Impact of Bariatric Surgery on Women Aerobic Exercise Capacity

  • Hubert Dereppe
  • Kevin Forton
  • Nathalie Yaëlle Pauwen
  • Vitalie FaoroEmail author
Original Contributions



Bariatric surgery has a considerable positive effect on weight loss and on metabolic and cardiovascular risks. It has therefore been extensively used this last decade to overcome obesity. However, the impact of this surgery on exercise capacity remains unclear. The aim of this study is to clarify the impact of a surgically induced weight loss on aerobic exercise capacity (VO2max) in a specific middle-aged female population.


Forty-two women with a body mass index > 40 kg/m2 (age, 42 ± 13 years; weight, 117 ± 15 kg) underwent blood analyses and a cardiopulmonary exercise test (CPET) before and 1 year after bariatric surgery. CPET was performed on a cycloergometer. The first ventilatory threshold (VT1) was measured according to the V-slope method.


Absolute VO2max was reduced by 10% after surgery (2.0 ± 0.4 vs 1.8 ± 0.4 l/min, p < 0.01) or increased when corrected for body weight (18 ± 4 vs 23 ± 4 l/min/kg, p < 0.001) or unchanged when expressed as percentage of predicted values (111 ± 21 vs 105 ± 22, p = 0.06). Weight loss did not affect ventilatory or chronotropic response but increased maximal respiratory exchange ratio (RER) (p < 0.001), decreased maximal O2pulse (p < 0.05) and VT1 in milliliters per minute (p < 0.01). By multivariable analysis, decreased absolute VO2max after weight loss was associated with increased maximal RER and reduced maximal O2pulse (p < 0.05, p < 0.01 respectively), possibly related to a muscular mass limitation.


Weight loss induced by bariatric surgery may reduce aerobic capacity in women in relation to muscle mass loss.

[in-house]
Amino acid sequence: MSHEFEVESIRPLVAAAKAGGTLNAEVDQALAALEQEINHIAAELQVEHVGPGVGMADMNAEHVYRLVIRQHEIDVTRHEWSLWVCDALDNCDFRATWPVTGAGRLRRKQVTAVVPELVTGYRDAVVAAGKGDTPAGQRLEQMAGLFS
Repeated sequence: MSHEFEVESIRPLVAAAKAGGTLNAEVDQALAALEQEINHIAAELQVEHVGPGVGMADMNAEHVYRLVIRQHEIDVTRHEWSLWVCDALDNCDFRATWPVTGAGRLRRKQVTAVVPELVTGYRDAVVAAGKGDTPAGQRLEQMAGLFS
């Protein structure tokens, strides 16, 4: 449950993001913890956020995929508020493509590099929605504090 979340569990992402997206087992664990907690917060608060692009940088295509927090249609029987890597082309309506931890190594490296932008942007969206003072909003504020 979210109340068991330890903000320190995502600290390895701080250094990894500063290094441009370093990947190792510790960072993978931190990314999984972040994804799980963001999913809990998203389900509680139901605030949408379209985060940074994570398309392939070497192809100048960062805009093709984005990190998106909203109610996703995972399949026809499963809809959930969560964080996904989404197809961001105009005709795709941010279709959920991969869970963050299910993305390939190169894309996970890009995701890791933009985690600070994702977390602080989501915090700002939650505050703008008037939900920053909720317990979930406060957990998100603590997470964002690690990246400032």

Obesity Weight loss VO2max Sleeve Gastric bypass 



The authors thank all the participants of this investigation, the nursing staff of the Cardiology Service (CHWAPI, Tournai and Erasmus Hospital) and the caregivers of the Orthonutrition Center for their excellent professional contribution.

Authors’ Contributions

HD and VF contributed to the conception and the design of the present study. HD and KF contributed to the acquisition of data. HD, KF, NP and VF contributed to the analysis or interpretation of the data. HD and VF drafted the manuscript and KF and NP reviewed the article critically for intellectual content.

Compliance with Ethical Standards

Conflict of Interest

The authors declare that they have no conflict of interest.

Statement of Informed Consent

Informed consent was obtained from all individual participants included in the study.

Statement of Human and Animal Rights/Ethical Approval

The study was approved by the local Ethical Committee (Erasme University Hospital, reference P2019/179).


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Copyright information

© Springer Science+Business Media, LLC, part of Springer Nature 2019

Authors and Affiliations

  1. 1.Department of CardiologyWallonie Picarde HospitalTournaiBelgium
  2. 2.Cardio-Pulmonary Exercise Laboratory, Faculty of Motor ScienceUniversité Libre de BruxellesBrusselsBelgium
  3. 3.Department of CardiologyErasmus HospitalBrusselsBelgium

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